Scholarly article on topic 'Superconductivity of novel tin hydrides (SnnHm) under pressure'

Superconductivity of novel tin hydrides (SnnHm) under pressure Academic research paper on "Chemical sciences"

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Academic research paper on topic "Superconductivity of novel tin hydrides (SnnHm) under pressure"


OPEN Superconductivity of novel tin hydrides (SnnHm) under pressure

M. Mahdi Davari Esfahani1, Zhenhai Wang1,2, Artem R. Oganov1,3,4,5, Huafeng Dong1, Qiang Zhu1, Shengnan Wang1, Maksim S. Rakitin1 & Xiang-Feng Zhou1,6

With the motivation of discovering high-temperature superconductors, evolutionary algorithm USPEX is employed to search for all stable compounds in the Sn-H system. In addition to the traditional SnH4, new hydrides SnH8, SnH12 and SnH14 are found to be thermodynamically stable at high pressure. Dynamical stability and superconductivity of tin hydrides are systematically investigated. l4m2-SnH8, C2/m-SnH12 and C2/m-SnH14 exhibit higher superconducting transition temperatures of 81, 93 and 97 K compared to the traditional compound SnH4 with Tc of 52 K at 200 GPa. An interesting bent H3-group in l4m2-SnH8 and novel linear H4 in C2/m-SnH12 are observed. All the new tin hydrides remain metallic over their predicted range of stability. The intermediate-frequency wagging and bending vibrations have more contribution to electron-phonon coupling parameter than high-frequency stretching vibrations of H2 and H3.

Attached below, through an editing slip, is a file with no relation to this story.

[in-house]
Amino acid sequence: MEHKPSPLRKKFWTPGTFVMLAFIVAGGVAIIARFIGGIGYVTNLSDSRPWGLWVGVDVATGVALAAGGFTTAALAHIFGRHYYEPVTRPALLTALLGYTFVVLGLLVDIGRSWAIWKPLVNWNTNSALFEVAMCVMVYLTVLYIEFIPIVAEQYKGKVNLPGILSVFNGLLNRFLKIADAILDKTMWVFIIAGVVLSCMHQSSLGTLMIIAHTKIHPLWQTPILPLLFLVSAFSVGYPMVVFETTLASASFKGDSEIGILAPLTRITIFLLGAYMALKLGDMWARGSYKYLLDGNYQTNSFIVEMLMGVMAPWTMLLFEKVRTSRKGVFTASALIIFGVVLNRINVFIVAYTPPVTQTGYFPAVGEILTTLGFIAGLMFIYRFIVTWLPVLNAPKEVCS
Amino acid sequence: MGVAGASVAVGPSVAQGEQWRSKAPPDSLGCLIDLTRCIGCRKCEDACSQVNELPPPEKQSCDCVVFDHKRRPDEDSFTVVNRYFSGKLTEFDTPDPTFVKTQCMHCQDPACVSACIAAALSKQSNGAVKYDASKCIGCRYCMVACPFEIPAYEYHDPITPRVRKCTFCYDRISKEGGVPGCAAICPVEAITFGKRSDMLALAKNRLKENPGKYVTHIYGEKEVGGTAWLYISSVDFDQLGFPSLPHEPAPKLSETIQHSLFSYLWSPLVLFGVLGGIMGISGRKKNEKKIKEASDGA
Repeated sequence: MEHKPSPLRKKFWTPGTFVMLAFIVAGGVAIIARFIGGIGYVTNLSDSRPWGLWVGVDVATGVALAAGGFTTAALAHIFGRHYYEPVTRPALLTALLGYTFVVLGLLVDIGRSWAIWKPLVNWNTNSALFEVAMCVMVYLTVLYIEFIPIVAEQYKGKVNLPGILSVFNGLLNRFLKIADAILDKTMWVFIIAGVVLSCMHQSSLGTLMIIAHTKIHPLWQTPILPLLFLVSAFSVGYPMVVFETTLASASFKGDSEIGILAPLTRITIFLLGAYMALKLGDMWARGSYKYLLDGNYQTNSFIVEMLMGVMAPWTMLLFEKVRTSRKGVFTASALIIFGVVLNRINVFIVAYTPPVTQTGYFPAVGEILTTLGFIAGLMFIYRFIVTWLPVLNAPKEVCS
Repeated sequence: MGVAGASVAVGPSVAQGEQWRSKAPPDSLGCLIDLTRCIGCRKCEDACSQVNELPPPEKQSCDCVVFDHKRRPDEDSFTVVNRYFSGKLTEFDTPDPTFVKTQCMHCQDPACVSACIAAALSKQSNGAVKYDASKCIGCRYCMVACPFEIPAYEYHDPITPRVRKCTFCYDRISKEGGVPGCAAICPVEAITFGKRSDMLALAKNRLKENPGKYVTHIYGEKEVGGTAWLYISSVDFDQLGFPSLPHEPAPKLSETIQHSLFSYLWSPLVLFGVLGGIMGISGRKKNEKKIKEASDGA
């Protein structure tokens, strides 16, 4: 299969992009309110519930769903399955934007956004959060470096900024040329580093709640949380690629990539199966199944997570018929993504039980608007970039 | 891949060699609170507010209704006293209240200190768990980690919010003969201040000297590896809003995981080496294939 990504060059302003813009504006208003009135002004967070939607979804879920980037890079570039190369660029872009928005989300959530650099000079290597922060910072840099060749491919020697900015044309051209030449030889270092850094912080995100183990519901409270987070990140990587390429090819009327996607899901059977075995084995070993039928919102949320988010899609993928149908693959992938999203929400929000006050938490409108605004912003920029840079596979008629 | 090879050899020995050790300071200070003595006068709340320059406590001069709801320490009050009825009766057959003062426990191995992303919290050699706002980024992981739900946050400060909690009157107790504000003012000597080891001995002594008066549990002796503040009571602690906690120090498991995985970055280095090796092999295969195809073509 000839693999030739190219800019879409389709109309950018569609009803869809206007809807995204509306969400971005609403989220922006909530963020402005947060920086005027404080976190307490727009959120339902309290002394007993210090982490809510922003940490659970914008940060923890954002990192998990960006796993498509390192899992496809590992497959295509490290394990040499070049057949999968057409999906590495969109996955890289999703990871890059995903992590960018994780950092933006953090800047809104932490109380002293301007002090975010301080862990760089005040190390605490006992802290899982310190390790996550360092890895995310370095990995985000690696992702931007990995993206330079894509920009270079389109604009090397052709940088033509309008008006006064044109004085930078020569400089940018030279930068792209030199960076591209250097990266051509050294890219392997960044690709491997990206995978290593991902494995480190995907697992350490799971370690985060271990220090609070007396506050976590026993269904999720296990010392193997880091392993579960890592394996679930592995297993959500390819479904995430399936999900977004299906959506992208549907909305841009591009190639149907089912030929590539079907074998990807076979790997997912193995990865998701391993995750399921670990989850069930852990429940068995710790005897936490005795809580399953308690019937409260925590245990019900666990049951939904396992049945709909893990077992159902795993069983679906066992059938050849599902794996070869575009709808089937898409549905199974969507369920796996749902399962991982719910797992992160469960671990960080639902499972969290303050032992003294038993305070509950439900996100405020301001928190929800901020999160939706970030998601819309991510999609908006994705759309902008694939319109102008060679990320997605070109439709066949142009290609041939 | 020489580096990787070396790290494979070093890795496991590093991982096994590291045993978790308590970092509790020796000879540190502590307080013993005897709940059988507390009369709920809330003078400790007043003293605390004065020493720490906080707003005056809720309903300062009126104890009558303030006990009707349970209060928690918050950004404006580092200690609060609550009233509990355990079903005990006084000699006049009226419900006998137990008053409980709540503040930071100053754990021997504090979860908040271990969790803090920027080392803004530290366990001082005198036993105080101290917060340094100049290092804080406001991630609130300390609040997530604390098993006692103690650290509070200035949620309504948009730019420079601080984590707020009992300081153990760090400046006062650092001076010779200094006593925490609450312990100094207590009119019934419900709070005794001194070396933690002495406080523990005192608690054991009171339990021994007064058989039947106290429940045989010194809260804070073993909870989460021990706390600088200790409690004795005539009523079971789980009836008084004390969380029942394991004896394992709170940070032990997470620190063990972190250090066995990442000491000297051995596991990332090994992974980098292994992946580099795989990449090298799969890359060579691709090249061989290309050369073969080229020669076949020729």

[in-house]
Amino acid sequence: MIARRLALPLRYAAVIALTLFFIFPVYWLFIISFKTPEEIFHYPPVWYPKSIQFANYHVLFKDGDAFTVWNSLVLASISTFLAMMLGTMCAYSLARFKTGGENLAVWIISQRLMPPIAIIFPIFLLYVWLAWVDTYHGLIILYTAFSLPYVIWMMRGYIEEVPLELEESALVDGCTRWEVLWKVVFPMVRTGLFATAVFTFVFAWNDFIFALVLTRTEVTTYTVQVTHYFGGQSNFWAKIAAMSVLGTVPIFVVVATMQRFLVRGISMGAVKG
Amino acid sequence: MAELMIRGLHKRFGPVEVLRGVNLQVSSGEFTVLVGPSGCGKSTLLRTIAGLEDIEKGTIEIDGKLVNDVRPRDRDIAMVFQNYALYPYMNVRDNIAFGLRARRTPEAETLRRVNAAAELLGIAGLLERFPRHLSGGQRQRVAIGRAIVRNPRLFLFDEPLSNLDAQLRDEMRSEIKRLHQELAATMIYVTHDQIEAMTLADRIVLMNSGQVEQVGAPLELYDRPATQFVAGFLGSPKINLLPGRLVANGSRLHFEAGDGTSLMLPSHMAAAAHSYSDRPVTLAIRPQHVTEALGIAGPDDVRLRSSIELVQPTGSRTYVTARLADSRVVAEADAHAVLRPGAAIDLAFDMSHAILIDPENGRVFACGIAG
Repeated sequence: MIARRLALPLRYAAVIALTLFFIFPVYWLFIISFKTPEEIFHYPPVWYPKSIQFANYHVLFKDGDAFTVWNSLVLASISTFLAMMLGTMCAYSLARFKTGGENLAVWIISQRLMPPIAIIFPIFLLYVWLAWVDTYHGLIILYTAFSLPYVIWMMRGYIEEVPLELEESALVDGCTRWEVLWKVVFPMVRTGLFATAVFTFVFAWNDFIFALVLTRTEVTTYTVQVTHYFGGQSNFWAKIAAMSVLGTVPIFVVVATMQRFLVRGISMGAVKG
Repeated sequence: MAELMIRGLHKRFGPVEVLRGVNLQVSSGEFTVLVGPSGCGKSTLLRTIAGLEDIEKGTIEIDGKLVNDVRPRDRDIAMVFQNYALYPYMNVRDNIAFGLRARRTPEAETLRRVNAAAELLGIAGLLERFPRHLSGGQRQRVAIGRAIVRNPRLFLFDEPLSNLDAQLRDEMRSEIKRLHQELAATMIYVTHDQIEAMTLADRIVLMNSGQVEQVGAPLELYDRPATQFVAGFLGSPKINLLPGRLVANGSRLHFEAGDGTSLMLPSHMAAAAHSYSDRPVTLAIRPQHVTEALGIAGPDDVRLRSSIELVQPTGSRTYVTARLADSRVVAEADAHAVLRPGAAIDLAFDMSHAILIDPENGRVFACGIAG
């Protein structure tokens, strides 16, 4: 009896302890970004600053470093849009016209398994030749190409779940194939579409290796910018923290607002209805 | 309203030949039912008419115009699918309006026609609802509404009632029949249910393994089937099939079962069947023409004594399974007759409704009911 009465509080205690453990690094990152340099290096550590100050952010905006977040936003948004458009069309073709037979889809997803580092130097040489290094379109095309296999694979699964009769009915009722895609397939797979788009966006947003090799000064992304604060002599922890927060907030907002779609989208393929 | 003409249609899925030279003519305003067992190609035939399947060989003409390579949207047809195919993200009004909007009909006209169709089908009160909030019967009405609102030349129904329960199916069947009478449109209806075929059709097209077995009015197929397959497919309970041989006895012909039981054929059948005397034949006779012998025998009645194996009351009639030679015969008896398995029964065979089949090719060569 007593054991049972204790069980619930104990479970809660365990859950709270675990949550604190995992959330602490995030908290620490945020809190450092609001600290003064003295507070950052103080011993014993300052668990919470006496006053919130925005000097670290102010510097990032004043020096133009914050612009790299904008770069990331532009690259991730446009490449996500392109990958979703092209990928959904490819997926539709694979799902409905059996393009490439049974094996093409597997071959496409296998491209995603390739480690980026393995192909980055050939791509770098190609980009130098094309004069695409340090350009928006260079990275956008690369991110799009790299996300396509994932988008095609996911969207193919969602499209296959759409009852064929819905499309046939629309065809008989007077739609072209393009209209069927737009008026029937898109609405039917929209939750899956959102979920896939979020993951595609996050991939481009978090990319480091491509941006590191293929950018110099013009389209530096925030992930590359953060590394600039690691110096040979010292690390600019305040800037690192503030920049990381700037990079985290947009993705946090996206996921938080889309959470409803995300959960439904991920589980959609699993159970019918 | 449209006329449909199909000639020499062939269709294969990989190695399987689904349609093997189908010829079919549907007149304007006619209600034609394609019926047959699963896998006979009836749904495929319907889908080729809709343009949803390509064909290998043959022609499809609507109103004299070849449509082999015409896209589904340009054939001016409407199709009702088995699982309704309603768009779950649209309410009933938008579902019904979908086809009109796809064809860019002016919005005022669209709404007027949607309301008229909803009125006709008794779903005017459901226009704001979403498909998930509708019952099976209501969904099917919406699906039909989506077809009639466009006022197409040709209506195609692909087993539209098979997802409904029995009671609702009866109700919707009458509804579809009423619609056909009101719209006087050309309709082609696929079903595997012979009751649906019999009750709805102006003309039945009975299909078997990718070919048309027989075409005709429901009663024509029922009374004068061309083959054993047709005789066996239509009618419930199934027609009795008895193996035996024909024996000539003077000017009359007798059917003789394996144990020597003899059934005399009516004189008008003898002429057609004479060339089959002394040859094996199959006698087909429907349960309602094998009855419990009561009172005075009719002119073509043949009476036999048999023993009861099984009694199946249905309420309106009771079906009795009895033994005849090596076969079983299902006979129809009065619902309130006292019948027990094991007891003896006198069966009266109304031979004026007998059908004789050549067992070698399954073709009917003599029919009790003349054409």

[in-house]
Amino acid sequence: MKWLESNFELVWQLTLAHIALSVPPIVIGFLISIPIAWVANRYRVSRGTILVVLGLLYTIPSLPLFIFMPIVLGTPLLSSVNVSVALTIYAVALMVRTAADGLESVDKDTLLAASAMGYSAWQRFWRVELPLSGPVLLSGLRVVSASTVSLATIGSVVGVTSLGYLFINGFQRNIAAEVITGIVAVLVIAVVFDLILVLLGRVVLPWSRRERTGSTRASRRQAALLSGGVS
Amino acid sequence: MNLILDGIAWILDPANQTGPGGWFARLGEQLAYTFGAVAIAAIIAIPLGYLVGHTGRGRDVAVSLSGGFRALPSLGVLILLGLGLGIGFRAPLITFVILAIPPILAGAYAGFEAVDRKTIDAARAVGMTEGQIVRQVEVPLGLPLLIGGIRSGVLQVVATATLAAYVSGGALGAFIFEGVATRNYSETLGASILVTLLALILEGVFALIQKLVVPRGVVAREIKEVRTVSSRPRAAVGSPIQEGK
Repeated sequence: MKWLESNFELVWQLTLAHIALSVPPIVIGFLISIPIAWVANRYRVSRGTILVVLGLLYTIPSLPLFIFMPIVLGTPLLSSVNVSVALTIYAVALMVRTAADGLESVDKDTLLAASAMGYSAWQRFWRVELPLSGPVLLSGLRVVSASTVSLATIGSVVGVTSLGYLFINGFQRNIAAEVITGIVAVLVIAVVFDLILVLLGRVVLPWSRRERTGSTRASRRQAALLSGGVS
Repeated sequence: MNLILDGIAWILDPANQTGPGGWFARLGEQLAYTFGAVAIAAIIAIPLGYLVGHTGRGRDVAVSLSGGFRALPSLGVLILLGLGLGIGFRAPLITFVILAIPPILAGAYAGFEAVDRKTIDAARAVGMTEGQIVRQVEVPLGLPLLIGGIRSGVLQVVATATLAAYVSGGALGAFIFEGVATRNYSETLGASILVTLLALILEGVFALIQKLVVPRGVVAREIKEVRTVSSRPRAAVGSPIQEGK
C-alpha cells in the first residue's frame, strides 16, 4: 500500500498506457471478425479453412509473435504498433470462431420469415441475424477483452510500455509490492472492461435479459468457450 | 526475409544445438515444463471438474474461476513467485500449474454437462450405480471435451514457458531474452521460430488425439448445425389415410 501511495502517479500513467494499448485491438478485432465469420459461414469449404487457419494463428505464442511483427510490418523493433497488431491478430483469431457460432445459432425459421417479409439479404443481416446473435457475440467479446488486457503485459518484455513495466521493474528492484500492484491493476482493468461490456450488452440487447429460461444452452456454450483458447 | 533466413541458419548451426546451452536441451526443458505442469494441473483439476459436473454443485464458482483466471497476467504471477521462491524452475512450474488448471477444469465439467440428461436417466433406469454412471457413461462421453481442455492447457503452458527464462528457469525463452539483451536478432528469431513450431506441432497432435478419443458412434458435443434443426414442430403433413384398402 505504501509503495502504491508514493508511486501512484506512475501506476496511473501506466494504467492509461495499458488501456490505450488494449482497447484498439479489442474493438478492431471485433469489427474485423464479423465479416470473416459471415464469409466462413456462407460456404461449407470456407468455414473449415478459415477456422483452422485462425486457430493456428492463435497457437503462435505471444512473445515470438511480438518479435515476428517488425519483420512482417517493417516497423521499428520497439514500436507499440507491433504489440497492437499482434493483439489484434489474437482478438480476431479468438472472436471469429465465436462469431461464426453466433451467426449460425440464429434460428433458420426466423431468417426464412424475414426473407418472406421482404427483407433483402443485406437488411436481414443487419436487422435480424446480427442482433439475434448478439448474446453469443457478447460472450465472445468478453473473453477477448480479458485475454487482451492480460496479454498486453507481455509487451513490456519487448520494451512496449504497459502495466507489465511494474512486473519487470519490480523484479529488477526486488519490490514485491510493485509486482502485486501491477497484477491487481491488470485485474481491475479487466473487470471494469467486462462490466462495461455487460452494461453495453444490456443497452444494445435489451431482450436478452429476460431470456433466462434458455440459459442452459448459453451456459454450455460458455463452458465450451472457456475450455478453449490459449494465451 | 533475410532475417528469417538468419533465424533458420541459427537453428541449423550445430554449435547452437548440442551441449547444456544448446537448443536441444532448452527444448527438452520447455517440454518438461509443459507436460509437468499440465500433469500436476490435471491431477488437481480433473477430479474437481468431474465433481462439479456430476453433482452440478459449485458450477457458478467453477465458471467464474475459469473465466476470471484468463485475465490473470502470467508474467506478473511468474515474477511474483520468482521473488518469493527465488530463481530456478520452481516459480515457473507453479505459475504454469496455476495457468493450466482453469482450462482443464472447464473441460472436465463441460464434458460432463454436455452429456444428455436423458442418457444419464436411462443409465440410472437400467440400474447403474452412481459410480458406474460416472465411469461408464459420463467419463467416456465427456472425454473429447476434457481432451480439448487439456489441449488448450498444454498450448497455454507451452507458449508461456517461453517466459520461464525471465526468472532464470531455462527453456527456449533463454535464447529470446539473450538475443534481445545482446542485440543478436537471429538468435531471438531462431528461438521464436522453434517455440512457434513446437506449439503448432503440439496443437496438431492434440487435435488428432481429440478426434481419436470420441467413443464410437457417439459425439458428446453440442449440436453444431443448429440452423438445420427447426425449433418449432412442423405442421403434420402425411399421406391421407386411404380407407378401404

Received: 03 December 2015 Accepted: 19 February 2016 Published: 11 March 2016

Molecular hydrogen's phase transition to a metallic state has been subject of many experimental and theoretical studies1'2. Although reaching the metallic state in pure solid hydrogen proved elusive, it is in the main focus of many groups and recently, the progress of bringing pure hydrogen to nearly 400 GPa has been reported3-5. Following the pioneering work of Ashcroft6, nearly room-temperature superconductivity was predicted in metallic molecular hydrogen7'8.

An alternative approach to metalize hydrogen is to use chemical alloying as a means to exert additional pressure on hydrogen atoms9. Hydrogen-rich compounds such as SiH4 can be metalized at a much lower pressure10. For metallic hydrogen, high Debye temperature and strong electron-phonon coupling are anticipated. The same is expected for hydrogen-rich compounds and it has been suggested that hydrogen-rich compounds are good candidates for high-temperature superconductivity9 Theoretical studies confirm this idea with predicting superconductivity in high-pressure hydrides such as H-Se11, Ca-H12, Sn-H13, Pt-H14 and B-H15. A series of hydrogen-rich compounds have been predicted to have remarkably high Tc values (e.g. 235 K for CaH6 at 150 GPa12, 191 K for H3S at 200 GPa16, 64 K for GeH4 at 220 GPa17) while the highest Tc that had been achieved experimentally was in the complex mercury cuprate (138 K at ambient pressure18 and 166 K at high pressures19). The new record of high Tc was established for H3S, a compound whose existence and superconductivity at 200 K were first predicted theoretically16 in 2014 using USPEX and then observed experimentally20 in 2015, and started a new wave of interest in hydrogen-rich superconductors.